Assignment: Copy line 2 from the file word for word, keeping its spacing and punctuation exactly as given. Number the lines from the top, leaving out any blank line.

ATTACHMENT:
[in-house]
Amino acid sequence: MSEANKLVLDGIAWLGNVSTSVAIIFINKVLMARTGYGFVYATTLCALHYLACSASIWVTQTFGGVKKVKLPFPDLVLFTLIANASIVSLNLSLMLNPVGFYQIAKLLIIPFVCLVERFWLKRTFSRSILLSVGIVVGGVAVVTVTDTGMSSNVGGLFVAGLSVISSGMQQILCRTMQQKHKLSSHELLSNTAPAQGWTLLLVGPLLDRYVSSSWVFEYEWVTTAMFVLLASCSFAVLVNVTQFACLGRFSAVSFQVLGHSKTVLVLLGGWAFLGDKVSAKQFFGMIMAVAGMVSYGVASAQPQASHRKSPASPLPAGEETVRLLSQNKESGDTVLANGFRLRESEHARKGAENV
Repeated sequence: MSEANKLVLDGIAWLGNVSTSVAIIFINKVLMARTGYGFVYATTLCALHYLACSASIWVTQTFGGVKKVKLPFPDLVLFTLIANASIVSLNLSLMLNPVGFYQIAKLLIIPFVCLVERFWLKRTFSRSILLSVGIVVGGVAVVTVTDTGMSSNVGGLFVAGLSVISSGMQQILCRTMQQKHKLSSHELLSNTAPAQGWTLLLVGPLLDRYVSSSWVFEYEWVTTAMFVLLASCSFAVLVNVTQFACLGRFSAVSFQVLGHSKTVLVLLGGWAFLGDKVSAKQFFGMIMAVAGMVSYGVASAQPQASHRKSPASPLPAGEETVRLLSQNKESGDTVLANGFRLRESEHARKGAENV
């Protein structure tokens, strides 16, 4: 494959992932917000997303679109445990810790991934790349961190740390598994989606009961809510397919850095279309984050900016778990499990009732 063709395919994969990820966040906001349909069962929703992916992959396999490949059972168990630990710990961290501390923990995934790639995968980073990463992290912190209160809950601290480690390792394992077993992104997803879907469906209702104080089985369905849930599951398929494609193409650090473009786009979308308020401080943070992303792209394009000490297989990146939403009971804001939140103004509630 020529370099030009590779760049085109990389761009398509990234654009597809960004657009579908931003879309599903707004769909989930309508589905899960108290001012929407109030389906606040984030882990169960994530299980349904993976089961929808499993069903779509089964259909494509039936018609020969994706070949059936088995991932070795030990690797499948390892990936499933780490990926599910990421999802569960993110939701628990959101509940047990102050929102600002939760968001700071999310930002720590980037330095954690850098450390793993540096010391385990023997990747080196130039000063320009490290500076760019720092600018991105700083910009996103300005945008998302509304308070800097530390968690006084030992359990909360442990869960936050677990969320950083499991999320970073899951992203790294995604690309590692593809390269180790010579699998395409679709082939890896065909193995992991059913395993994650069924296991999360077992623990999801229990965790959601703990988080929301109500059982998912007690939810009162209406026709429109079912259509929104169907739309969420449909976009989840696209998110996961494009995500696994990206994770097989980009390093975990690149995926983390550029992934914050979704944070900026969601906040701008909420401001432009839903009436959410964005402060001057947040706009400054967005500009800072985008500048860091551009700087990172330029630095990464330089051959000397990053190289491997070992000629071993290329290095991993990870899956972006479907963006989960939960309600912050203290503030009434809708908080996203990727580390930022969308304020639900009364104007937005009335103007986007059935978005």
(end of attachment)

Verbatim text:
Amino acid sequence: MSEANKLVLDGIAWLGNVSTSVAIIFINKVLMARTGYGFVYATTLCALHYLACSASIWVTQTFGGVKKVKLPFPDLVLFTLIANASIVSLNLSLMLNPVGFYQIAKLLIIPFVCLVERFWLKRTFSRSILLSVGIVVGGVAVVTVTDTGMSSNVGGLFVAGLSVISSGMQQILCRTMQQKHKLSSHELLSNTAPAQGWTLLLVGPLLDRYVSSSWVFEYEWVTTAMFVLLASCSFAVLVNVTQFACLGRFSAVSFQVLGHSKTVLVLLGGWAFLGDKVSAKQFFGMIMAVAGMVSYGVASAQPQASHRKSPASPLPAGEETVRLLSQNKESGDTVLANGFRLRESEHARKGAENV